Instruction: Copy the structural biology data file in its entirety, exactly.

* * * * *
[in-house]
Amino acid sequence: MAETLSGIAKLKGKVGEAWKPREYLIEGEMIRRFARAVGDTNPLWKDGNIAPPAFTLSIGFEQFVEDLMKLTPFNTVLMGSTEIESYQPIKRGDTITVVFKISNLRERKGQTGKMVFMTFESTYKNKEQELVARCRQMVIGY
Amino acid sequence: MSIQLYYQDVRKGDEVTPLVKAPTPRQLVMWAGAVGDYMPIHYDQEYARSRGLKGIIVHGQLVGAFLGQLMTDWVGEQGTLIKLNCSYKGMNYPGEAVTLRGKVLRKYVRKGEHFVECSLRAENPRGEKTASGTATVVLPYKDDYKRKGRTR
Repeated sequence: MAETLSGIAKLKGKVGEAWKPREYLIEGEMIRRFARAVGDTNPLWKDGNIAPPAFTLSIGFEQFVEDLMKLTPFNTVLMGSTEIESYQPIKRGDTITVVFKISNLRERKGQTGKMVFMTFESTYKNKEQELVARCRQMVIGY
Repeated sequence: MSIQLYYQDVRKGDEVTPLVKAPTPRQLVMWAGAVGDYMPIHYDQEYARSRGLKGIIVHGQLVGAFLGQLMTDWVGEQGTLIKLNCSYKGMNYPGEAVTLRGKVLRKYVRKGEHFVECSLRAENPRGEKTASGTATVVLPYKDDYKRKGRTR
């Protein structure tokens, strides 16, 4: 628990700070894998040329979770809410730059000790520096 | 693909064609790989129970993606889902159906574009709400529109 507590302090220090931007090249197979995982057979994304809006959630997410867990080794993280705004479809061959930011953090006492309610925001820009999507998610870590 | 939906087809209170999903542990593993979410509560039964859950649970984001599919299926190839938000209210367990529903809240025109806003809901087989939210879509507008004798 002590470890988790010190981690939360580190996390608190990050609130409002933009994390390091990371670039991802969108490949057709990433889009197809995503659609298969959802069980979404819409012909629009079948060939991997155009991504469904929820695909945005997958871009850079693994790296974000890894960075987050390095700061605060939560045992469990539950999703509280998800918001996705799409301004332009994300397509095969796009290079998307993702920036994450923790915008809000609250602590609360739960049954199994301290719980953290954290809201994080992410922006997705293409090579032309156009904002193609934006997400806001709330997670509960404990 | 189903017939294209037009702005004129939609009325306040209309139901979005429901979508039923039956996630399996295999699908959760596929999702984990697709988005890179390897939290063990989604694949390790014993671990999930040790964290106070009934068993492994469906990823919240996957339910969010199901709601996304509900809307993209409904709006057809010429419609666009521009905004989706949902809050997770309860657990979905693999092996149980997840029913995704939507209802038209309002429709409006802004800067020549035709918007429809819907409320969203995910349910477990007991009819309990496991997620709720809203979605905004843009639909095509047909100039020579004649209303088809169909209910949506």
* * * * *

[in-house]
Amino acid sequence: MAETLSGIAKLKGKVGEAWKPREYLIEGEMIRRFARAVGDTNPLWKDGNIAPPAFTLSIGFEQFVEDLMKLTPFNTVLMGSTEIESYQPIKRGDTITVVFKISNLRERKGQTGKMVFMTFESTYKNKEQELVARCRQMVIGY
Amino acid sequence: MSIQLYYQDVRKGDEVTPLVKAPTPRQLVMWAGAVGDYMPIHYDQEYARSRGLKGIIVHGQLVGAFLGQLMTDWVGEQGTLIKLNCSYKGMNYPGEAVTLRGKVLRKYVRKGEHFVECSLRAENPRGEKTASGTATVVLPYKDDYKRKGRTR
Repeated sequence: MAETLSGIAKLKGKVGEAWKPREYLIEGEMIRRFARAVGDTNPLWKDGNIAPPAFTLSIGFEQFVEDLMKLTPFNTVLMGSTEIESYQPIKRGDTITVVFKISNLRERKGQTGKMVFMTFESTYKNKEQELVARCRQMVIGY
Repeated sequence: MSIQLYYQDVRKGDEVTPLVKAPTPRQLVMWAGAVGDYMPIHYDQEYARSRGLKGIIVHGQLVGAFLGQLMTDWVGEQGTLIKLNCSYKGMNYPGEAVTLRGKVLRKYVRKGEHFVECSLRAENPRGEKTASGTATVVLPYKDDYKRKGRTR
């Protein structure tokens, strides 16, 4: 628990700070894998040329979770809410730059000790520096 | 693909064609790989129970993606889902159906574009709400529109 507590302090220090931007090249197979995982057979994304809006959630997410867990080794993280705004479809061959930011953090006492309610925001820009999507998610870590 | 939906087809209170999903542990593993979410509560039964859950649970984001599919299926190839938000209210367990529903809240025109806003809901087989939210879509507008004798 002590470890988790010190981690939360580190996390608190990050609130409002933009994390390091990371670039991802969108490949057709990433889009197809995503659609298969959802069980979404819409012909629009079948060939991997155009991504469904929820695909945005997958871009850079693994790296974000890894960075987050390095700061605060939560045992469990539950999703509280998800918001996705799409301004332009994300397509095969796009290079998307993702920036994450923790915008809000609250602590609360739960049954199994301290719980953290954290809201994080992410922006997705293409090579032309156009904002193609934006997400806001709330997670509960404990 | 189903017939294209037009702005004129939609009325306040209309139901979005429901979508039923039956996630399996295999699908959760596929999702984990697709988005890179390897939290063990989604694949390790014993671990999930040790964290106070009934068993492994469906990823919240996957339910969010199901709601996304509900809307993209409904709006057809010429419609666009521009905004989706949902809050997770309860657990979905693999092996149980997840029913995704939507209802038209309002429709409006802004800067020549035709918007429809819907409320969203995910349910477990007991009819309990496991997620709720809203979605905004843009639909095509047909100039020579004649209303088809169909209910949506």